With the reveal of Death of The Outsider, a standalone expansion for Dishonored 2 that focuses on Billie Lurk and her quest to kill The Outsider, we've learnt that we'll see familiar faces as well as revisit some of the places we explored in the original game. Most importantly, we'll be sailing on The Dreadful Wale again, which served as the post mission hub for Emily (or Corvo).
The Wale is a cargo ship similar to the Undine from Knife of Dunwall, though this vessel is fit for long sea voyages. The ship itself is split up into several different rooms, each with their own unique purpose.
In the original Dishonored, Corvo would return to The Hound Pits Pub between missions, functioning as a base of operations for The Loyalist Conspiracy.
When Dishonored 2 was released many players seemed disappointed by the post mission hub that the Wale provided them, citing that it was too small, too unrealistic and that Arkane dropped the ball on its design.
But in many ways, The Dreadful Wale is a much better hub than the Hound Pits ever was. Let's take a look at why.
While the pub had a large area to run around in, hidden things you could discover and several side quests, it was supposed to be even larger, but was pared down by the designers to make it less confusing.
Reducing the size of the mission hub in Dishonored 2 was a great way to bring focus and urgency into the task at hand. As Delilah's reign gets underway, you aren't going to have a lot of time to explore a place as large as the Pub was. Adding some realism into the story, the Wale allows us simply a place to collect ourselves without getting lost.
Many times when people are faced with hardships, such as Emily is in Dishonored 2, the first instinct is to escape, with miles and miles of water in each direction. Escape isn't a viable option for our young Empress, giving the Wale a sense of isolation, which is a reflection of the situation Emily finds herself in.
While the Pub was a place where a movement was being created, The Wale is simply a place to wait out the storm until you can make your next move.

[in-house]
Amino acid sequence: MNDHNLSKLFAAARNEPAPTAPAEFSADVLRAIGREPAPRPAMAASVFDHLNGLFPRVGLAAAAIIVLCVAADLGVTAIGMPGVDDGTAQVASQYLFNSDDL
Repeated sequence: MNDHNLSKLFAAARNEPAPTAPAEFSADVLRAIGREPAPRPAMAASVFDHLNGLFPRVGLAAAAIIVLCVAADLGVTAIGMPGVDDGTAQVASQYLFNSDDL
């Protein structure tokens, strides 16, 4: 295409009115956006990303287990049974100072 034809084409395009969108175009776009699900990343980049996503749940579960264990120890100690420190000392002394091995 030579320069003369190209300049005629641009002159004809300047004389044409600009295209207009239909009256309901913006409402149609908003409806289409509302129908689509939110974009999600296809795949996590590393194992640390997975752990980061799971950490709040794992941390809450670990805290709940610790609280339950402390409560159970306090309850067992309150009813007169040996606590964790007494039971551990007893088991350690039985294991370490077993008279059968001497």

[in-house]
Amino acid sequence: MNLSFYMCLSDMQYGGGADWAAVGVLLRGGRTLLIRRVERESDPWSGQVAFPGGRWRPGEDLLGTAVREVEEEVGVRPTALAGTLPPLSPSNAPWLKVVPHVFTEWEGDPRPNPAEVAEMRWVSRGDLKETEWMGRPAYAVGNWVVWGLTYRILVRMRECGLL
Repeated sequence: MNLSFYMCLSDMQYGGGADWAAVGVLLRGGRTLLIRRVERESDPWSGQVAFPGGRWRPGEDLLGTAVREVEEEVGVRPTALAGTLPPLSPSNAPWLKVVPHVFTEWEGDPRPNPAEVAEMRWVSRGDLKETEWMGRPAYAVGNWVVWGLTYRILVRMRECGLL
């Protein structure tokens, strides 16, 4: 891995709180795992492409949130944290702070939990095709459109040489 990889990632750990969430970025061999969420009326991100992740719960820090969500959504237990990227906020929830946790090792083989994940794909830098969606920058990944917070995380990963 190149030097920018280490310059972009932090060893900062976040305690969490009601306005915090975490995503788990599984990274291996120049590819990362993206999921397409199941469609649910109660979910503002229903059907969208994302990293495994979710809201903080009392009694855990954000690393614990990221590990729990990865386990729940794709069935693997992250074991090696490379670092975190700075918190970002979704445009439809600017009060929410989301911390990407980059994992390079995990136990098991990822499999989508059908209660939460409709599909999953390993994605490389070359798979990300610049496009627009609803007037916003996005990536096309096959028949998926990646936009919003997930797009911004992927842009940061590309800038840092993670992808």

Because you are out on the open seas you are not confined to one location like you were at the pub. Being located in a mobile hideout makes it much less likely for Emily, Meagan and Sokolov to be found. In the first Dishonored you are free to roam around and explore, giving you a sense of freedom even with all the darkness around Corvo's story, making it feel a little static. Whereas in Dishonored 2 you're traveling through the different parts of Karnaca by ship and able to see much more of the world, lending the game a bigger sense of adventure.
A beautiful ship has many rooms and is adorned in odd decorations — what isn't to love about this ship?
The Pub in Dishonored was a perfect example of the state of Dunwall during the Rat Plague; a one-hundred-year-old building, dilapidated but still serving a purpose for Corvo and his allies. The Wale on the other hand is a much more sturdy vessel, with just a couple of problems noted by Meagan during several mini side quests to fix an area or clear out another area of bloodflies.
The design of The Wale makes Dishonored 2 feel a little more steampunk than its predecessor, with odds and ends from various locations stored on board the ship, retaining the old industrial flavor that was cherished from the first game's design.
The locations aboard The Wale include the Mess Hall which serves as the center mission briefing area during the game.
Filled with information about your targets, where you are traveling next and many background items with such amazing detail I felt a little disappointed that you couldn't interact with them.
In the corner of the Mess Hall is Anton Sokolov's artistic depiction of the antagonist of the story, Delilah Copperspoon, which you can see him working on after rescuing him from Jindosh's mansion. He will also paint a portrait of the protagonist.
Another important room is the protagonist's quarters of the ship, which you wake up in proceeding each mission. On the desk is a travel log which serves as a journal of sorts and gives us a peek into the mind of our character as we travel through Karnaca. Filled with thoughts about the mission objective and our character's inner thoughts, it provides some fun bonus exposition for those who want it.
Of course the Pub will always be a beacon of broken hope to lovers of the first Dishonored, but The Dreadful Wale brings its own odd charm to this dark world, and I for one cannot wait to step aboard it again.
Death of The Outsider comes out on September 15 for PC, PS4 and Xbox One.